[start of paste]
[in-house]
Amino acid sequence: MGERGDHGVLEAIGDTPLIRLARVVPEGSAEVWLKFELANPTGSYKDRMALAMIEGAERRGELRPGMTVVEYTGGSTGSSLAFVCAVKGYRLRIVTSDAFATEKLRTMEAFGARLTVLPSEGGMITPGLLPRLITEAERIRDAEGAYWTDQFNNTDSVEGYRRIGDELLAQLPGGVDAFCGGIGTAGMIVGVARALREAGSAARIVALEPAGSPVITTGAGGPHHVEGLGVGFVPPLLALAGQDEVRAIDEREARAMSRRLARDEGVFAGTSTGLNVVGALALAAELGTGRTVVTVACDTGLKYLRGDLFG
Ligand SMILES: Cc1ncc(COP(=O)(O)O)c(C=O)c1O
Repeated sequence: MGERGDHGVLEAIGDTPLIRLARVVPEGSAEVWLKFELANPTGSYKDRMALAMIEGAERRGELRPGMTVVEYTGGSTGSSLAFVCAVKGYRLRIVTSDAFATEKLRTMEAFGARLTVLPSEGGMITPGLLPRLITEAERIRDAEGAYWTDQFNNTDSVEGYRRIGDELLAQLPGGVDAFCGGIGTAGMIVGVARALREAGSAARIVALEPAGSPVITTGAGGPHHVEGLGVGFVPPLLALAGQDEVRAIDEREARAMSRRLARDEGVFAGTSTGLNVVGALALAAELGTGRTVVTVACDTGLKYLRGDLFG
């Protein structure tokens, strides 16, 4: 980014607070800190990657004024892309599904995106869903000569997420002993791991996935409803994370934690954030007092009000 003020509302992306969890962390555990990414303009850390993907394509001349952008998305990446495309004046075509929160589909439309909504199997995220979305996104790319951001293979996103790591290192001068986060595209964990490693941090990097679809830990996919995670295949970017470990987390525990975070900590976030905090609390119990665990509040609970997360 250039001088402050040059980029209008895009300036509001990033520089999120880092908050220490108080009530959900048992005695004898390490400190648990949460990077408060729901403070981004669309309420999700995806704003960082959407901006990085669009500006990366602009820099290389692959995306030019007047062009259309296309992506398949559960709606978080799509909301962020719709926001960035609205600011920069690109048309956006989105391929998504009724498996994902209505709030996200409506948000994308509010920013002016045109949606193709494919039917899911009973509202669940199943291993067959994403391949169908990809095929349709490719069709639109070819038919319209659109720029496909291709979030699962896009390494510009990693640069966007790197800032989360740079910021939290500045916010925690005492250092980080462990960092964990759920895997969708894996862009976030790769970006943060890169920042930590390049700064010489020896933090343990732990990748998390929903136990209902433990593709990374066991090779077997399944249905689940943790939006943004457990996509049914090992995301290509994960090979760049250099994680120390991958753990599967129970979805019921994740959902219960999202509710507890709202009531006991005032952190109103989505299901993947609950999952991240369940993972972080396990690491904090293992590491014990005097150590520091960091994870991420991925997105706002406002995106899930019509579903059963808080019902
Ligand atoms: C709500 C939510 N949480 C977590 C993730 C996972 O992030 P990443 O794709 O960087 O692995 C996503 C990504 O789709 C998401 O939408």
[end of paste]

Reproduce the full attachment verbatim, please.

[in-house]
Amino acid sequence: MGERGDHGVLEAIGDTPLIRLARVVPEGSAEVWLKFELANPTGSYKDRMALAMIEGAERRGELRPGMTVVEYTGGSTGSSLAFVCAVKGYRLRIVTSDAFATEKLRTMEAFGARLTVLPSEGGMITPGLLPRLITEAERIRDAEGAYWTDQFNNTDSVEGYRRIGDELLAQLPGGVDAFCGGIGTAGMIVGVARALREAGSAARIVALEPAGSPVITTGAGGPHHVEGLGVGFVPPLLALAGQDEVRAIDEREARAMSRRLARDEGVFAGTSTGLNVVGALALAAELGTGRTVVTVACDTGLKYLRGDLFG
Ligand SMILES: Cc1ncc(COP(=O)(O)O)c(C=O)c1O
Repeated sequence: MGERGDHGVLEAIGDTPLIRLARVVPEGSAEVWLKFELANPTGSYKDRMALAMIEGAERRGELRPGMTVVEYTGGSTGSSLAFVCAVKGYRLRIVTSDAFATEKLRTMEAFGARLTVLPSEGGMITPGLLPRLITEAERIRDAEGAYWTDQFNNTDSVEGYRRIGDELLAQLPGGVDAFCGGIGTAGMIVGVARALREAGSAARIVALEPAGSPVITTGAGGPHHVEGLGVGFVPPLLALAGQDEVRAIDEREARAMSRRLARDEGVFAGTSTGLNVVGALALAAELGTGRTVVTVACDTGLKYLRGDLFG
């Protein structure tokens, strides 16, 4: 980014607070800190990657004024892309599904995106869903000569997420002993791991996935409803994370934690954030007092009000 003020509302992306969890962390555990990414303009850390993907394509001349952008998305990446495309004046075509929160589909439309909504199997995220979305996104790319951001293979996103790591290192001068986060595209964990490693941090990097679809830990996919995670295949970017470990987390525990975070900590976030905090609390119990665990509040609970997360 250039001088402050040059980029209008895009300036509001990033520089999120880092908050220490108080009530959900048992005695004898390490400190648990949460990077408060729901403070981004669309309420999700995806704003960082959407901006990085669009500006990366602009820099290389692959995306030019007047062009259309296309992506398949559960709606978080799509909301962020719709926001960035609205600011920069690109048309956006989105391929998504009724498996994902209505709030996200409506948000994308509010920013002016045109949606193709494919039917899911009973509202669940199943291993067959994403391949169908990809095929349709490719069709639109070819038919319209659109720029496909291709979030699962896009390494510009990693640069966007790197800032989360740079910021939290500045916010925690005492250092980080462990960092964990759920895997969708894996862009976030790769970006943060890169920042930590390049700064010489020896933090343990732990990748998390929903136990209902433990593709990374066991090779077997399944249905689940943790939006943004457990996509049914090992995301290509994960090979760049250099994680120390991958753990599967129970979805019921994740959902219960999202509710507890709202009531006991005032952190109103989505299901993947609950999952991240369940993972972080396990690491904090293992590491014990005097150590520091960091994870991420991925997105706002406002995106899930019509579903059963808080019902
Ligand atoms: C709500 C939510 N949480 C977590 C993730 C996972 O992030 P990443 O794709 O960087 O692995 C996503 C990504 O789709 C998401 O939408």